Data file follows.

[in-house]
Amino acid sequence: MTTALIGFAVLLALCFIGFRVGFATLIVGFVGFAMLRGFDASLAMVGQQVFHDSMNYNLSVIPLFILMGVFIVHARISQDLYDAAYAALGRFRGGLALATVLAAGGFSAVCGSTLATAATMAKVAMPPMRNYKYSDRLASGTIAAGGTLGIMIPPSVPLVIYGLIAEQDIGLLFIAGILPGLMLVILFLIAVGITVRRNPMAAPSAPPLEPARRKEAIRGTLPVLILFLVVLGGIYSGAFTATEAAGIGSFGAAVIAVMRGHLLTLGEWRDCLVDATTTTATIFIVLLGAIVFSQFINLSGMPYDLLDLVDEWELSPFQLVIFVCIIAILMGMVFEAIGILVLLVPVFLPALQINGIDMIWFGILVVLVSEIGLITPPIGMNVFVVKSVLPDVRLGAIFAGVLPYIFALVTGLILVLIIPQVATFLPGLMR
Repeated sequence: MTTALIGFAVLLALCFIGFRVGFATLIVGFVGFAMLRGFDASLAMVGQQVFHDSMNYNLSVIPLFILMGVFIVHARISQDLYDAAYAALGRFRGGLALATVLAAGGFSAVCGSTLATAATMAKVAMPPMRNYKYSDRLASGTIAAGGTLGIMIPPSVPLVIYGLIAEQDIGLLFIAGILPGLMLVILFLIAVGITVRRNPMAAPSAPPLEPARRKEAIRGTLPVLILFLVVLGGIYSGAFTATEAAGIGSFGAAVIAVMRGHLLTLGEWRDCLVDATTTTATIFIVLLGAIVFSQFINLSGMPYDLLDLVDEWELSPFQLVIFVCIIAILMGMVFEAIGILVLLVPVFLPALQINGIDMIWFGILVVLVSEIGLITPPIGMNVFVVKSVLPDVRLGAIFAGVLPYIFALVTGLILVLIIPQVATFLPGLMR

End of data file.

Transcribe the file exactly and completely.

[in-house]
Amino acid sequence: MTTALIGFAVLLALCFIGFRVGFATLIVGFVGFAMLRGFDASLAMVGQQVFHDSMNYNLSVIPLFILMGVFIVHARISQDLYDAAYAALGRFRGGLALATVLAAGGFSAVCGSTLATAATMAKVAMPPMRNYKYSDRLASGTIAAGGTLGIMIPPSVPLVIYGLIAEQDIGLLFIAGILPGLMLVILFLIAVGITVRRNPMAAPSAPPLEPARRKEAIRGTLPVLILFLVVLGGIYSGAFTATEAAGIGSFGAAVIAVMRGHLLTLGEWRDCLVDATTTTATIFIVLLGAIVFSQFINLSGMPYDLLDLVDEWELSPFQLVIFVCIIAILMGMVFEAIGILVLLVPVFLPALQINGIDMIWFGILVVLVSEIGLITPPIGMNVFVVKSVLPDVRLGAIFAGVLPYIFALVTGLILVLIIPQVATFLPGLMR
Repeated sequence: MTTALIGFAVLLALCFIGFRVGFATLIVGFVGFAMLRGFDASLAMVGQQVFHDSMNYNLSVIPLFILMGVFIVHARISQDLYDAAYAALGRFRGGLALATVLAAGGFSAVCGSTLATAATMAKVAMPPMRNYKYSDRLASGTIAAGGTLGIMIPPSVPLVIYGLIAEQDIGLLFIAGILPGLMLVILFLIAVGITVRRNPMAAPSAPPLEPARRKEAIRGTLPVLILFLVVLGGIYSGAFTATEAAGIGSFGAAVIAVMRGHLLTLGEWRDCLVDATTTTATIFIVLLGAIVFSQFINLSGMPYDLLDLVDEWELSPFQLVIFVCIIAILMGMVFEAIGILVLLVPVFLPALQINGIDMIWFGILVVLVSEIGLITPPIGMNVFVVKSVLPDVRLGAIFAGVLPYIFALVTGLILVLIIPQVATFLPGLMR